RAC calls for a return to campaigning

12.00 | 24 May 2012 | | 2 comments

The number of people either driving under the influence of drugs or while using a smartphone has risen dramatically, according to a new survey by the RAC.

The survey shows that the number of young people (17-24 years) who drive while under the influence of drugs has risen from 5% to 9% in the last 12 months. It also reveals that 12% of respondents in the same age group had travelled in a vehicle driven by someone who had taken drugs.

The survey also highlights a 50% rise in the number of drivers aged 25 to 44 years using their smartphones to check emails and social networking sites while driving.

The RAC cites a lack of investment in road safety awareness campaigns as a possible reason for these increases in dangerous behaviour, and is calling for campaigning to be reintroduced “as soon as possible”.

In a news report on the same issue, The Sun says that spending by the DfT on road safety campaigns dropped from £18.6m in 2009/10 to just £2.34m in 2010/11.

The RAC study also found that just 22% of respondents feel safe on the road, and 44% feel less safe than they ever have. 61% of respondents said there are insufficient road traffic police officers.

David Bizley, RAC spokesperson, said: “For many people in their 20s and 30s it’s become all too natural to use a phone behind the wheel, despite the risks. We’re so used to using our mobiles as and when we want to that it’s easy to forget how distracting they can be on the road.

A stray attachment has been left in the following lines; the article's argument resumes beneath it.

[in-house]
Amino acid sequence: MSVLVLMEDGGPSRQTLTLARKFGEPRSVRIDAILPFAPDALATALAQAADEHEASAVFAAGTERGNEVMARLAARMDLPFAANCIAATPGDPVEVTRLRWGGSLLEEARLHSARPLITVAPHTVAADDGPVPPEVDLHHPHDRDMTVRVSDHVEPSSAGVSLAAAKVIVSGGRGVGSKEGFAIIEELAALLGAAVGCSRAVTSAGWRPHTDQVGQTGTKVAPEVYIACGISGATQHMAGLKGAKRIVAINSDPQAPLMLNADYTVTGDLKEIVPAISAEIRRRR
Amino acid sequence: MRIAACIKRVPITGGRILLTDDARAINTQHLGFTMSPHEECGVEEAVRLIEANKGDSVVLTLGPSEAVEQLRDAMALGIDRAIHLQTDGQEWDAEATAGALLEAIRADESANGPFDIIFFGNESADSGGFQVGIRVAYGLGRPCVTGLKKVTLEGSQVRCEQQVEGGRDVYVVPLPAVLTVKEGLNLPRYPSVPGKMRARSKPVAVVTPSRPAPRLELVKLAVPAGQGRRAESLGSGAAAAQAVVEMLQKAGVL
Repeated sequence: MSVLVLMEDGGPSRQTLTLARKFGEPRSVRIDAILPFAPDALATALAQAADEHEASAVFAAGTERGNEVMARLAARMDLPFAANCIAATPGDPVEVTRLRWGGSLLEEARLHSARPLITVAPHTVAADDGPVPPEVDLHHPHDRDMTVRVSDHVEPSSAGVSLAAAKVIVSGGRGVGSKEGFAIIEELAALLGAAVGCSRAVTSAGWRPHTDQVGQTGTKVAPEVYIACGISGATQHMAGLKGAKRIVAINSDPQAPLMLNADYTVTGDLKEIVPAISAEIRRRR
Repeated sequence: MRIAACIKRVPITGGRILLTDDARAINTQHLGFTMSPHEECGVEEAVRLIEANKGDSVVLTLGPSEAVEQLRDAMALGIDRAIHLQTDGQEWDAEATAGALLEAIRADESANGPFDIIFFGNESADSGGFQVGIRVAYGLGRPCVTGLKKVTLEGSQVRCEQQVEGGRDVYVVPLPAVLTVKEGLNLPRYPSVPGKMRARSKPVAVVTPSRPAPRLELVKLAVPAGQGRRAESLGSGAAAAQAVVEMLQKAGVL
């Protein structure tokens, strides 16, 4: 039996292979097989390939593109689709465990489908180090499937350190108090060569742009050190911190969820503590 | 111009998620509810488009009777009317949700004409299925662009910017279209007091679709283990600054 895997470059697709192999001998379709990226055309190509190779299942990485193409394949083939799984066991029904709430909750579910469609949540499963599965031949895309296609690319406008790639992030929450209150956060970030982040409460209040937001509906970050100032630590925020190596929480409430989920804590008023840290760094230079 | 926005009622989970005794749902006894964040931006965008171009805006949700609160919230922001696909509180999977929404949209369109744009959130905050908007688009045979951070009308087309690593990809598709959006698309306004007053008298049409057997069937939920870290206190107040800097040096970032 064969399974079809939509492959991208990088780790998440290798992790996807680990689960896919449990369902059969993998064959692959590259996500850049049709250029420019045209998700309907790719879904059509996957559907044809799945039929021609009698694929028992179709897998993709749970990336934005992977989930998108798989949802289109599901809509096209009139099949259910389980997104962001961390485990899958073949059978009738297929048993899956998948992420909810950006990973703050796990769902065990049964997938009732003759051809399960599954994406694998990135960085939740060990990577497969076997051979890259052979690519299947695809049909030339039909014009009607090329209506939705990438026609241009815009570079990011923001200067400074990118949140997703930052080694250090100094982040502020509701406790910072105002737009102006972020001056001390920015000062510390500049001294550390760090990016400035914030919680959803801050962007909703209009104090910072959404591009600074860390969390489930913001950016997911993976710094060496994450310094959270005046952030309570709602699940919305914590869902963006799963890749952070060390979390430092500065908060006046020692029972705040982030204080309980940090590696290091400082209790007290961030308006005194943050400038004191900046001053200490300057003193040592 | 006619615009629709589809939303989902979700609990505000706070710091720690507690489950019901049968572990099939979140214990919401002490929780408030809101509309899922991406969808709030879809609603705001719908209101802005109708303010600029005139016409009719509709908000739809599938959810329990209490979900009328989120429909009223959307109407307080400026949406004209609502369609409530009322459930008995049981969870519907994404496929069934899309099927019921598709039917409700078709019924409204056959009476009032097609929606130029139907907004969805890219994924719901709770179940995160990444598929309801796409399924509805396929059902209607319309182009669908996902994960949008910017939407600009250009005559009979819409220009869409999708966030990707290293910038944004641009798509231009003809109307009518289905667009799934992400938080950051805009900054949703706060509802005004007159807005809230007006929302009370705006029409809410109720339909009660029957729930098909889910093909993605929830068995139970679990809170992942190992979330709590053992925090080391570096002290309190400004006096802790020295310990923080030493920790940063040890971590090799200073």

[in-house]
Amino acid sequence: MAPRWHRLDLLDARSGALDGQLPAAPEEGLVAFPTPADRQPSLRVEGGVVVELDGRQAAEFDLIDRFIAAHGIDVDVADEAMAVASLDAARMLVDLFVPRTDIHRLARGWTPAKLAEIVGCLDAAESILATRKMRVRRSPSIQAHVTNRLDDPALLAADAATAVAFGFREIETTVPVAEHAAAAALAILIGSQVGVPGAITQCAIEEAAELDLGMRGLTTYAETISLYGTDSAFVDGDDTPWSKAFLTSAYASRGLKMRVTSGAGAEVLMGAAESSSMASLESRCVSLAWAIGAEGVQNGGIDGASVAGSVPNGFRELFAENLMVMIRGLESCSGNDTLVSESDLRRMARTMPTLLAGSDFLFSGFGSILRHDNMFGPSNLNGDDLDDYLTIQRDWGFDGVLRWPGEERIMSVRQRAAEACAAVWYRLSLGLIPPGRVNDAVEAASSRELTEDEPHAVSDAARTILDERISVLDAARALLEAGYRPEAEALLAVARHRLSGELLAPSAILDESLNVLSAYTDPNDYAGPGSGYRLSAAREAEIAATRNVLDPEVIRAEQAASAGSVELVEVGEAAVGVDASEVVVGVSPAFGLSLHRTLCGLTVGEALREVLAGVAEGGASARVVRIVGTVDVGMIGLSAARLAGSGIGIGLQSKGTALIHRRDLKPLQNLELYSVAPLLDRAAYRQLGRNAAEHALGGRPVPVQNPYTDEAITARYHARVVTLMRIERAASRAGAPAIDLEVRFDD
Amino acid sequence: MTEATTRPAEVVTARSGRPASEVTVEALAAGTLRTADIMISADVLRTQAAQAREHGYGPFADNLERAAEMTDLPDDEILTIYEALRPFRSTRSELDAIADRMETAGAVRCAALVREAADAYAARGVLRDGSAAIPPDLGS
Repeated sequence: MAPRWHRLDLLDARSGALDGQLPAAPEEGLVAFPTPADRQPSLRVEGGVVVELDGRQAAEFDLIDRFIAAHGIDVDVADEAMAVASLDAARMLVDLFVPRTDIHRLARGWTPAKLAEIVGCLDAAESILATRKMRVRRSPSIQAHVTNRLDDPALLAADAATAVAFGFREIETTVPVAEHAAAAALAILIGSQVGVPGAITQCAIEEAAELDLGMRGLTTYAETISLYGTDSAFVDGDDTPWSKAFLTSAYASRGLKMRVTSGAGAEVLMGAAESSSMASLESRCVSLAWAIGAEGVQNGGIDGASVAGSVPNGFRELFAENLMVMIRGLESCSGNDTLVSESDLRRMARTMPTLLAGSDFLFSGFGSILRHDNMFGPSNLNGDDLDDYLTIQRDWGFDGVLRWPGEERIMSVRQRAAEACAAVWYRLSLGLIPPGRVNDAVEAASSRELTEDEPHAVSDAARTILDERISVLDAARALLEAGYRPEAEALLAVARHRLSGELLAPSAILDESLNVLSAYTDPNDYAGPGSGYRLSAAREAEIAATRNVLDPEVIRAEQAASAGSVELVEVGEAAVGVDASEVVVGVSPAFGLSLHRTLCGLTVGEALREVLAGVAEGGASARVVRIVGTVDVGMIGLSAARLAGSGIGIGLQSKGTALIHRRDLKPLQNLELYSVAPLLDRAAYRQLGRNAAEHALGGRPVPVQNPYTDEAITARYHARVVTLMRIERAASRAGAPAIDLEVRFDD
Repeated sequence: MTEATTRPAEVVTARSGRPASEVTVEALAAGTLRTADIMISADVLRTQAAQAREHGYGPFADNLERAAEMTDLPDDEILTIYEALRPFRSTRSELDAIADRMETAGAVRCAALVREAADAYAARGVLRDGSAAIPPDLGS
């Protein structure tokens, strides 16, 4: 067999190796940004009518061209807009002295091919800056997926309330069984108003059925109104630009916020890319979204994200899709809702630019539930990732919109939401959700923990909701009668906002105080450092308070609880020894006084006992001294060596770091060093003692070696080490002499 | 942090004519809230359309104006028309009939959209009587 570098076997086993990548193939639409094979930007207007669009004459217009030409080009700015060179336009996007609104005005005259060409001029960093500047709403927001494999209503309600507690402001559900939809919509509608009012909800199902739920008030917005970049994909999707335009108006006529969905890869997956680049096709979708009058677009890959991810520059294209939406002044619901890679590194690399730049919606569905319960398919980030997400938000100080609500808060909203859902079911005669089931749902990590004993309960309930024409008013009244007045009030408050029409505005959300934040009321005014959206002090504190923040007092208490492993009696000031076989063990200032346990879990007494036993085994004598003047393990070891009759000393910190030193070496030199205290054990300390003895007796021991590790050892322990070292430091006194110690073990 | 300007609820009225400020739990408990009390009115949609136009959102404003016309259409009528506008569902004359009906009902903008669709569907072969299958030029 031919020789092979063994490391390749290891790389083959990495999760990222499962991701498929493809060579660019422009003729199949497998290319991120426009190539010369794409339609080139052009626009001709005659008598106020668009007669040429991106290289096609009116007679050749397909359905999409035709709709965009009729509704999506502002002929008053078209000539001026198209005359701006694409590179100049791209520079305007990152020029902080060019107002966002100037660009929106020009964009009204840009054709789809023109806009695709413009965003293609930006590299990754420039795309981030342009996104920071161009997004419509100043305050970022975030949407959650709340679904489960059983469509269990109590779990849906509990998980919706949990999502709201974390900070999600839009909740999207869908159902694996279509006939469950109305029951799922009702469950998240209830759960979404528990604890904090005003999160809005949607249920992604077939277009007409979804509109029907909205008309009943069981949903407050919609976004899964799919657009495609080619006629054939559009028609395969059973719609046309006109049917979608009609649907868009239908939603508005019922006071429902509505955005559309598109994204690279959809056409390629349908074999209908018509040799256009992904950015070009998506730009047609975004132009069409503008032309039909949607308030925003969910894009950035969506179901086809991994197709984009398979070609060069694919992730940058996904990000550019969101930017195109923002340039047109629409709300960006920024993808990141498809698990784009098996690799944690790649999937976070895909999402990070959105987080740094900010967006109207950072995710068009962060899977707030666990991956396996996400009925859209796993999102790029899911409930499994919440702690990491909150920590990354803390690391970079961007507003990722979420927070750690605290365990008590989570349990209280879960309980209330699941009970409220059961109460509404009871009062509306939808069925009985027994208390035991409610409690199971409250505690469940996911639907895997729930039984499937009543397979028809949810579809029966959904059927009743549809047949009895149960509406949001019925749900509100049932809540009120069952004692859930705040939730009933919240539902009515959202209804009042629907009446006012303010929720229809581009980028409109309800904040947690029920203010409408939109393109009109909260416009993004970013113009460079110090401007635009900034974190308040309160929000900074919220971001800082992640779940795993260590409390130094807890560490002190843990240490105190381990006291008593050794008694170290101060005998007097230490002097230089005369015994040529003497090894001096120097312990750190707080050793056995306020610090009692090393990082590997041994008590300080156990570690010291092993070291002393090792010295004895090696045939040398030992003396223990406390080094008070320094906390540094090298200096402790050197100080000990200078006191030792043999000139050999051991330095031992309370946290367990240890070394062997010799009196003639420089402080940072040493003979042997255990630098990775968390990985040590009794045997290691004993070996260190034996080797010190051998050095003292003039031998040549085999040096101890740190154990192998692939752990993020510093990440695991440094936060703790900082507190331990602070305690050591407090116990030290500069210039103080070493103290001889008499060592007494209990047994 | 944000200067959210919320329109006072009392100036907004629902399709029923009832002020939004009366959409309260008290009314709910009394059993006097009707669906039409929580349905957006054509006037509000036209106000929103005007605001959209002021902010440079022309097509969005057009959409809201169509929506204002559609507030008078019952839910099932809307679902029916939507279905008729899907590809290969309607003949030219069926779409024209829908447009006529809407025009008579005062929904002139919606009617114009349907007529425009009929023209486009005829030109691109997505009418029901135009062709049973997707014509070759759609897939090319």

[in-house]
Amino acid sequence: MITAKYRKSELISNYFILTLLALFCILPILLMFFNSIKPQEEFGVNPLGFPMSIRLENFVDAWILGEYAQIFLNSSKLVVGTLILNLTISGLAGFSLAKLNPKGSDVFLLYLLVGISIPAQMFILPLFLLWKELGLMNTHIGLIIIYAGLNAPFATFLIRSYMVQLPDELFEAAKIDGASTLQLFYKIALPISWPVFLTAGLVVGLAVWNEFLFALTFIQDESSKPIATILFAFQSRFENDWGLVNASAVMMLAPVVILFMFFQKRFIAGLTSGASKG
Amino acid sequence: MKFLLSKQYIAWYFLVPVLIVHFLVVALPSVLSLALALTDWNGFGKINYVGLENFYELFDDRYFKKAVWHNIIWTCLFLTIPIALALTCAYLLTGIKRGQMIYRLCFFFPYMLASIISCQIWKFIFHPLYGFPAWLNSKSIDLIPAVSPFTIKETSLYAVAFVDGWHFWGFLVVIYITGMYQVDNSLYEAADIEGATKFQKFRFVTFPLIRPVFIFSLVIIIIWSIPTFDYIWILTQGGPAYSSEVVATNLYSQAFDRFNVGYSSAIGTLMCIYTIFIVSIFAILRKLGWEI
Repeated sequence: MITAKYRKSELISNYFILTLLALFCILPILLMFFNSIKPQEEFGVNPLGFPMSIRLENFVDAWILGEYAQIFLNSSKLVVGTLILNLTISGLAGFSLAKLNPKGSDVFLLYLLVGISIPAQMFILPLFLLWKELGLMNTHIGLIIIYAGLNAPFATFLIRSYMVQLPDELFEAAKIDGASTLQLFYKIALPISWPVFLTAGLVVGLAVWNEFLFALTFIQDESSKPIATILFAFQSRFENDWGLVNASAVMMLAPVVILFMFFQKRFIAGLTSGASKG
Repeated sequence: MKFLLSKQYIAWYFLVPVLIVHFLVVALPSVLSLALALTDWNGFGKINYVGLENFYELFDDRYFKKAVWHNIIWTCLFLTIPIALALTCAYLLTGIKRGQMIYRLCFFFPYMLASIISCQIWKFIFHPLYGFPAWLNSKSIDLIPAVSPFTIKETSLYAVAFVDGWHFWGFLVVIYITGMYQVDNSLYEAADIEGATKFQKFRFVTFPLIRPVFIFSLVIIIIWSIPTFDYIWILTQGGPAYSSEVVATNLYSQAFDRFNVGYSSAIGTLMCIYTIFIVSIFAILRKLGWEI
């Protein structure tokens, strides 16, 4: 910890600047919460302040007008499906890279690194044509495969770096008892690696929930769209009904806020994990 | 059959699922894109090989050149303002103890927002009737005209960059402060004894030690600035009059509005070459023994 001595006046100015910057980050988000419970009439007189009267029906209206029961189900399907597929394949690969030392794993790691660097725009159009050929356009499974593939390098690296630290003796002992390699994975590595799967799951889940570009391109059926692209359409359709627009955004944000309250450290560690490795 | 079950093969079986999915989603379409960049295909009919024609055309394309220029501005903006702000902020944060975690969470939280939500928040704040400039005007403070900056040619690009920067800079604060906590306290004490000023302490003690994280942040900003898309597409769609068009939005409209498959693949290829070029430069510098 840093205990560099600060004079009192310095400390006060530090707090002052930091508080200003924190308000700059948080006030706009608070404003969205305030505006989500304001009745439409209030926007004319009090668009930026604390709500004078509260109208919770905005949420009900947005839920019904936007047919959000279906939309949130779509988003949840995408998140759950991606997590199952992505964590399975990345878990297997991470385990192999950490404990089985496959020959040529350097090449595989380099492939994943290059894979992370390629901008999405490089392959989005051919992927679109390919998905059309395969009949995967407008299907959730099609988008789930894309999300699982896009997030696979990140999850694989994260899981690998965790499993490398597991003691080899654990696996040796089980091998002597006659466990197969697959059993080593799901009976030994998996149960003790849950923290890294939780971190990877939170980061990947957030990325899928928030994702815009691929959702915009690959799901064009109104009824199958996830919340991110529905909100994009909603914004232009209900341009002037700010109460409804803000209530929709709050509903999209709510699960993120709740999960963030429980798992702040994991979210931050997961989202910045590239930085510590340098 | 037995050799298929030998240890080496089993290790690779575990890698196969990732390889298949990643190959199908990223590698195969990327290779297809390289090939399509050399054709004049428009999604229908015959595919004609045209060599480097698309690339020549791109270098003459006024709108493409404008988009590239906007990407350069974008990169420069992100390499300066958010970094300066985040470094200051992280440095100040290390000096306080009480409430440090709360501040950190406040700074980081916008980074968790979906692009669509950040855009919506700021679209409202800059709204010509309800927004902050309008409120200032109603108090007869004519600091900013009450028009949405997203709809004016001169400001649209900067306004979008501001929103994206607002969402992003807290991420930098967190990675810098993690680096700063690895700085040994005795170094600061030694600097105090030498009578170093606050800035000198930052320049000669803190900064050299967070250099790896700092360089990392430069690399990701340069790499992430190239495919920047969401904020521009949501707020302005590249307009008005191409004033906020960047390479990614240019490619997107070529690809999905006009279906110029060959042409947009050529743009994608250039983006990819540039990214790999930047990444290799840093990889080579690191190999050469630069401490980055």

“At 70mph, checking your texts or Facebook for three seconds means you can travel nearly 100 metres without looking.

“The problem with drug-driving is that it’s much harder to check for than drink-driving. The tests for it are basic compared to the breathalyser, although things are improving.

“Drink-driving is less of a problem now because of years of campaigns which show the dangers of it. It’s become a taboo but the same hasn’t happened yet for drug-driving, which is why some young drivers still see it as okay to do.”

Click here to read the full RAC report.


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    It would be interesting to compare the results of the THINK survey with the RAC’s survey results. Asking people for their opinions is one thing, asking them to self report their behaviour is another. You can only hope that their responses are honest. “Hope” is not fact. The answers can be interpreted in many ways but in the end the responses can only be used to “suggest”, not prove. A major study to observe, record and analyse actual behaviour (smartphone use) would be extremely difficult, time consuming and costly but probably a more accurate reflection. If the majority of the motoring public perceive there to be less on-road policing and increasingly observe violations (mobile phone/Smartphone use) some motorists will wrongly perceive a legitimacy (social norm) for certain behaviours. Road safety campaigns should attempt to change that perceived legitimacy, but should be devised and evaluated in that respect. Fewer traffic police and a significantly reduced publicity budget don’t help. We may be striving to have the safest roads, but what about the safest road users? There needs to be some serious nudging backed up with some serious roads policing but it needs resourcing properly.

    Robert Smith, Dorset
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    It’s undoubtedly a good thing that the RAC and the Sun have highlighted this issue. But I will be truly impressed when I see them and others like them using their government-toppling influence to make a difference. In the words of JFK, “Ask not……” (Google it if you don’t know the rest)

    Tim Philpot, Wolverhampton
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